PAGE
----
Figure 3. Effects of 10 h of automated sleep disruption on sleep physiology. (A) Hypnograms between ZT0 and ZT10 for five mice during baseline undisrupted sleep (top) and during 10 h of sleep disruption (bottom). (B) Mice undergoing 10 h of sleep disruption show significant decreases in total sleep time, NREM duration, and REM duration, and significant increases in wake duration and number of state transitions. (C) Survival curves (cumulative probability distributions) of NREM and REM runs in the normal baseline sleep and sleep disrupted conditions demonstrate significant fragmentation of all vigilance states. The curves represent the probability (y-axis) of sleep of that stage lasting the duration shown on the x-axis. Leftward shifted curves reflect higher sleep fragmentation. ∗p < 0.05, ∗∗p < 0.01.
Acute Sleep Disruption Impairs Motor Gist Learning
In order to evaluate a role for sleep in the extraction of the gist of motor task, mice ran exclusively forward on the rotarod for two consecutive days between ZT 0 and ZT 2, and then experienced acute sleep disruption for 10 h (ZT 2–12) afterward on both days (Figure 1B). On the third day, they ran exclusively backward for the first time. Latency to fall was lower as compared with the mice that had been allowed to sleep ad libitum, and comparable to that of the naïve cohort.
Natural Wake After Acquisition of First 10 Trials of Template Learning Is Insufficient to Impart the Benefit of Motor Gist Extraction
An alternative method to address the requirement of sleep for possible motor gist learning is to evaluate the effect of a period of normal wakefulness following learning of the template behavior. Mice will not remain naturally awake for extended periods of time, but will reliably remain awake for at least 30 min following rotarod learning. Therefore, we investigated a paradigm in which mice ran exclusively forward on the rotarod for 10 trials, followed by a 30-min break during which mice were visually confirmed to maintain wake. Mice were trained for an additional 10 trials running exclusively forward before being allowed to sleep ad libitum until ZT 0 the following morning, at which point they were tested running exclusively backward for the first time (Figure 1C). Thus, mice experienced the same total number of forward template trials (20) as in the prior paradigms. The benefit of this paradigm on initial exclusively backward running was reduced in comparison to the paradigm containing sleep after both sets of exclusively forward running template trials. Performance of individual mice on exclusively backward running across trials for each sleep condition is shown in Supplementary Figure S1.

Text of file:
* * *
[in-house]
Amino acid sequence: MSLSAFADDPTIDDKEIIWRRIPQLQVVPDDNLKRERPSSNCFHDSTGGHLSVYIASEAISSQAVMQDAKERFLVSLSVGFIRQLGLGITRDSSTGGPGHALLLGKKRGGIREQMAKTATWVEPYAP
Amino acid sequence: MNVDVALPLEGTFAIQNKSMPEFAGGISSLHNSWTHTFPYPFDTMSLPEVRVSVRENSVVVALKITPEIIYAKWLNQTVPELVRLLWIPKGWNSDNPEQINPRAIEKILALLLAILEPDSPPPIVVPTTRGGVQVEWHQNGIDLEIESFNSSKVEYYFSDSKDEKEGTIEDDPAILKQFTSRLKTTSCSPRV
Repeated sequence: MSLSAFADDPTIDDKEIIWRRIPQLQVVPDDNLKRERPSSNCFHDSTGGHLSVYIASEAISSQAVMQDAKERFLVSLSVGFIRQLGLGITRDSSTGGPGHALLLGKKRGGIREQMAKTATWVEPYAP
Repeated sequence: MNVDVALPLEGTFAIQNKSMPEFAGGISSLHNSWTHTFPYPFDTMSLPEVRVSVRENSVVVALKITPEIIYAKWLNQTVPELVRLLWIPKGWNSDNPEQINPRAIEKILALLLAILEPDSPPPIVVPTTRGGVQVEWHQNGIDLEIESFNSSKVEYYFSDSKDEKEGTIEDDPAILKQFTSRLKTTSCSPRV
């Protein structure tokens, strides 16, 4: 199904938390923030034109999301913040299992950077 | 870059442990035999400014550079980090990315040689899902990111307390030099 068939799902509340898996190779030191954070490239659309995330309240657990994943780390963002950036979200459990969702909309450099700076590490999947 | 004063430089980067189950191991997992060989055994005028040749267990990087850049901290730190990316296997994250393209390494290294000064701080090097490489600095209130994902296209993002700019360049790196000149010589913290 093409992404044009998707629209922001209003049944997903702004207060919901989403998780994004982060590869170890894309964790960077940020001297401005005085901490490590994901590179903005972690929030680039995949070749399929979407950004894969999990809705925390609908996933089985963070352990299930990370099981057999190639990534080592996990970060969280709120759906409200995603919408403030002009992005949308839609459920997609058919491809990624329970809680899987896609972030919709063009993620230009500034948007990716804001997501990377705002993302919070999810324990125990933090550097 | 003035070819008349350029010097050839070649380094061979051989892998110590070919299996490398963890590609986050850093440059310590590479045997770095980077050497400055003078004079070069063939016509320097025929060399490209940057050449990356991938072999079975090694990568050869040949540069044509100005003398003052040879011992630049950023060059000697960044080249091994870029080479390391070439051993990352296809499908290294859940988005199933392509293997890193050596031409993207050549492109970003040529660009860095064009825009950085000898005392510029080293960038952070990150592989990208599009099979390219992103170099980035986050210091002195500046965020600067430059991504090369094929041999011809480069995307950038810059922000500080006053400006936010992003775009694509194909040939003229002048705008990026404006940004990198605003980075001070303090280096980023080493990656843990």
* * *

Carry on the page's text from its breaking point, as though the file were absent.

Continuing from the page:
Two-way repeated measures ANOVA analysis of all conditions demonstrated that there was a main effect of trial number (F(1,9) = 24.0, p < 0.001), main effect of sleep condition (F(1,3) = 6.2, p = 0.003) and significant interaction between trial number and condition (F(2,27) = 1.9, p = 0.009). Post hoc analysis of individual trials demonstrated that only performance in the ad libitum sleep condition following forward running was significantly improved vs. the naïve condition during trials 2 and 4–10. No individual trials were significantly different from the naïve condition in the sleep disrupted and natural wake conditions (Figure 2A). Assessment of mean performance per mouse during backward running showed a significant difference between sleep condition groups (H = 9.85, p = 0.02, ANOVA on ranks) with post hoc comparisons against the naïve condition as a control showing only the ad libitum sleep condition was significantly improved (Figure 2B).
Sleep Condition Between Template Behavior Forward Running Sessions Does Not Impact Offline Change in Forward Running Performance
Forward running performance during the template behavior in sessions 1 and 2 for animals in each sleep condition is shown in Figure 4, panels A and B, respectively. In order to assess how the experience of ad libitum sleep, acute SD, or natural wake impacted offline change in the forward running template behavior we evaluated performance in the first 3 trials of session 2 normalized to performance in the last 3 trials of session 1 (F3S2/L3S1) (Figure 4C) as well as the mean performance in session 2 normalized to the mean performance in session 1 (mean S2/mean S1) (Figure 4D). By both of these metrics, no significant differences in offline change were observed (F3S2/L3S1: H = 1.19, p = 0.55; mean S2/mean S1: H = 1.29, p = 0.53, ANOVA on ranks).
Figure 4. Rotarod performance during exclusive forward running template behavior. Latency to fall on 10 consecutive trials of the exclusive forward running template behavior during session 1 (A) and session 2 (B). Measures of offline change in performance in the first 3 trials of session 2 normalized to performance in the last 3 trials of session 1 (F3S2/L3S1) (C) as well as the mean performance in session 2 normalized to the mean performance in session 1 (mean S2/mean S1) (D) show no effect of sleep condition.